The Real Differences:
Before one can cover the basic difference between freshwater pearls and saltwater pearls, you need to answer the question; what is the difference between natural pearls and cultured pearls?
Natural pearls and cultured pearls are both legitimate pearls. Unlike imitation pearls which are plastic or glass costume jewelry made to look like pearls, natural and cultured pearls are both real and there are no visible differences. The difference is in how they are created and their consequent prices.
Natural pearl forms when a mollusk protects itself from an irritation or foreign intrusion. Whether it is a small parasite or just a grain of unwanted sand, a mollusk will produce layers of protection called “nacre” around the intrusion. These layers build up and are what creates pearls with their beautiful luster.
Cultured pearls basically form in the same way, except the irritation or intrusion is cultivated by humans placing something inside the shell. Cultured pearls are produced in large amount on pearl farms all over the world.
This process is commonly thought to have been developed by Mikimoto, world renowned entrepreneur and owner of one of the largest pearl companies named after him. However, the process was actually developed by British Biologist William Saville-Kent in Australia and brought to Japan by Tokichi Nishikawa and his friend. Nishikawa who was granted a patent in 1916 and eventually married the daughter of Mikimoto, allowing Mikimoto to use his son in law’s ground breaking technology to culture pearls.
The prices of natural pearls are more expensive than cultured pearls, because the supply is smaller and natural pearl finds are rare. Most pearls you find in stores nowadays are cultured and are sold by their millimeter size of the diameter. Unlike diamonds which can be cheaper if they are larger due to clarity, the bigger the pearl the more expensive.
Cultured pearls can be cultivated in freshwaters and saltwater areas. What’s the difference?
Freshwater pearls are cultured in mussels in freshwater environments like lakes or rivers. Majority of freshwater pearls are cultured in China.
Saltwater pearls are cultured in oysters grown in the ocean, where the waters are literally saltier. The most common types of saltwater pearls Akoya pearls found in Japan, South Sea pearls found in Australia and the Philippines and Tahitian pearls found in Tahiti or French Polynesia.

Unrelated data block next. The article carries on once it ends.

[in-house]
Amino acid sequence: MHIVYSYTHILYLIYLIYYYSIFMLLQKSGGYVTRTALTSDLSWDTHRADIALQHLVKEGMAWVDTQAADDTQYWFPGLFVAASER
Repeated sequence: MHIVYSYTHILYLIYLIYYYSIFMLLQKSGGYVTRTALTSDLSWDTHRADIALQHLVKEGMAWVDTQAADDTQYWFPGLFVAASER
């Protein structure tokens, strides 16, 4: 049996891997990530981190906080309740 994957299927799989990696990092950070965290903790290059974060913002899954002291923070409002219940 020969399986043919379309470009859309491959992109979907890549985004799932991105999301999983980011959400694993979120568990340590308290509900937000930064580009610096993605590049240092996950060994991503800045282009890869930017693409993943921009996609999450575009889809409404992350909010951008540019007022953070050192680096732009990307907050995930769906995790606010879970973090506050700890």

The mussels that grow freshwater pearls are enormously robust and are able to produce pearls in much harsher conditions than saltwater oysters. Another difference is that one freshwater mussel can produce up to 40 pearls in just one harvest where as saltwater oysters can produce just one at a time.
They also differ in what is inserted into the shell for the pearl to form through the nucleation of nacre.
Freshwater pearls are called “mantle nucleated.” This means a piece of another mussel is inserted into the culturing mussel in order to produce a solid pearl. Saltwater pearls are “bead nucleated” where a small round bead is inserted to stimulate nacre production, allowing for perfectly round classic pearls due to the shape of the round bead.
Most freshwater pearls range from 3 mm to 12 mm and are usually smaller then saltwater pearls. Some saltwater pearls range from 8 to 18 mm or larger.
Saltwater pearls are generally round in shape because of bead nucleated and the shine is more brilliant than freshwater pearls. Freshwater pearls are mostly round to off round, or rice-shaped to baroque.
Freshwater cultured pearls can be created in a spectrum of colors. Many popular colors, white, pink, orange, and other pastels, can be achieved through natural means. Saltwater water pearls, such as south sea pearls, have white, silver, cream and golden color. The natural golden color is considered to be the rarest of all pearls.
Now that you have been educated in the differences between saltwater pearls and freshwater pearls feel free to browse our large selection of both type of pearls on www.nationalpearl.com